Originally Posted by Tom Harper
(10) Are you proposing that the rudder does not work because it has no earth to push on?
No, you are confused about my claims of cause and effect, or I have not stated them clearly. I never said that that the wing works only because the earth pushes back. A wing would still generate lift as a spacecraft passed through a cloud of molecules with no earth nearby. The downwash in this case would continue forever-- the vortices would detach from the gas cloud and keep going forever. My original point all along with this thread, is that if the earth does not somehow feel the downward "push" of the plane in some way or the other-- and I am now realizing that that way of feeling the plane's downward push need not involve momentum-- then the plane's gravity will attract the earth upward and momentum will not be conserved. See posts #22 and #25. I still stand by that claim 100%.
As far as point #3 goes, surely we all agree that if air is exerting an upforce on the wing, then the wing is exerting a downforce on the air? I'm sure we all do.
The whole point of yesterday's post is simply to say that the downforce exerted by the wing onto the air is resisted by the air's resistance to shearing, and so opposing forces arise that greatly reduce the NET downward force on the air, so the air's NET downward acceleration is much less than would be the case without the opposing shearing forces. If we were simply creating propulsive force by, say, shooting bb's out of cannon into the vacuum of space, then the rearward momentum imparted to the bb's is the same as the forward momentum imparted to the spacecraft. But when we complicate the picture with a surrounding fluid, opposing forces arise and the picture becomes more complex. For example consider propwash. The air is exerting a forward force on the aircaft, but in steady cruise this force does not accelerate the aircraft forward, because it is opposed by other forces (drag) and the net forward force on the aircraft is zero. Likewise the prop exerts a backwards force on the air, but other opposing forces are exerted by the fluid on the air molecules near the prop, so the net acceleration of the air near the prop is less than would be predicted in the absence of these opposing forces. To take an extreme case, if we were flying in honey or molasses or jello, then the prop would "screw" its way through the fluid with very little slippage and very little rearward momentum would be imparted by the prop to the fluid. Likewise, if we are flying through honey, the honey's resistance to shearing greatly reduces the downwash velocity (and the downwash momentum) imparted by the wing to the fluid. Yet the wing is still exerting a downforce on the honey, which is still "felt" by a scale sitting underneath the vat of honey.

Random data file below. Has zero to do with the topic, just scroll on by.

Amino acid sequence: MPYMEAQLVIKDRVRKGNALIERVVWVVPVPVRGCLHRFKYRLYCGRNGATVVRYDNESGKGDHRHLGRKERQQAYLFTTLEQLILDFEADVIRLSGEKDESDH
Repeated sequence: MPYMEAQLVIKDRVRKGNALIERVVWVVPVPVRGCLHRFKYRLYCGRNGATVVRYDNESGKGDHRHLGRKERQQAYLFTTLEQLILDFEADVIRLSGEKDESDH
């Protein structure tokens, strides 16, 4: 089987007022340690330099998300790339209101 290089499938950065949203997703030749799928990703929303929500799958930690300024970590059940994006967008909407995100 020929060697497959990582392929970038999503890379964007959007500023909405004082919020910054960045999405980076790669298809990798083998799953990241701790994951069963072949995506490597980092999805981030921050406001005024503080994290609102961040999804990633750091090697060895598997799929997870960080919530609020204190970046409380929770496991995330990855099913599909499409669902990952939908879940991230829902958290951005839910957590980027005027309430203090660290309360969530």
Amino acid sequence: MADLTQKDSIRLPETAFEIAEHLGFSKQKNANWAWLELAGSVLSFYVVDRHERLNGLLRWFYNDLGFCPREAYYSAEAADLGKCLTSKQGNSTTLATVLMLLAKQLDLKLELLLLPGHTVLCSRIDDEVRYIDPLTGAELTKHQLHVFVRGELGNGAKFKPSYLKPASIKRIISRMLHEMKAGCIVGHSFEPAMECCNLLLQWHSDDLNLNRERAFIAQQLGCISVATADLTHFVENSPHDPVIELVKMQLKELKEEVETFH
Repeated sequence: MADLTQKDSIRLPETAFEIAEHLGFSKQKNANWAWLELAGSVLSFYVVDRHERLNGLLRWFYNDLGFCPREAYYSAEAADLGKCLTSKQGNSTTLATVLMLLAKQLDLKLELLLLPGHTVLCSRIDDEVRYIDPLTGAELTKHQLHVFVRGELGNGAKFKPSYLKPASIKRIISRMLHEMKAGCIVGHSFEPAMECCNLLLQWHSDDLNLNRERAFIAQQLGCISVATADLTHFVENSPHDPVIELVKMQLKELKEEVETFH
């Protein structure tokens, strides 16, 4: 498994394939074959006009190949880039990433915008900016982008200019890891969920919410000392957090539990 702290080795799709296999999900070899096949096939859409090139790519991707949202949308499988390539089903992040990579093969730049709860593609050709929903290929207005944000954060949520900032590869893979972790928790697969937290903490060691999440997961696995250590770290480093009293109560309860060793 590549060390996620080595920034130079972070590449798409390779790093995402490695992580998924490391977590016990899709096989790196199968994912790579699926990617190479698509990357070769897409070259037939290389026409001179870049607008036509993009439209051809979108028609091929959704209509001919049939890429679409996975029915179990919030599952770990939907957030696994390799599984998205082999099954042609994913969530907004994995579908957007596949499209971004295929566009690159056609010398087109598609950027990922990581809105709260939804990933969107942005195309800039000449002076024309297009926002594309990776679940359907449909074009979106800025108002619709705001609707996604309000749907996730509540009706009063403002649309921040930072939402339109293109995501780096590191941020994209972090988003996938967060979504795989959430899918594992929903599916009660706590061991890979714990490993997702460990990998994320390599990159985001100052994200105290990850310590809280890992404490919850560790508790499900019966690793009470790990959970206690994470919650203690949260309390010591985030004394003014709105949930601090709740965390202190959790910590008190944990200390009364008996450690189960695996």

Just as when we stand on solid ground, our feet exert a downforce on the ground, just as the ground exerts an upforce on our feet, but there is no momentum transfer from our feet to the ground, because the ground is very viscous, you might say.
Seems straightforward to me.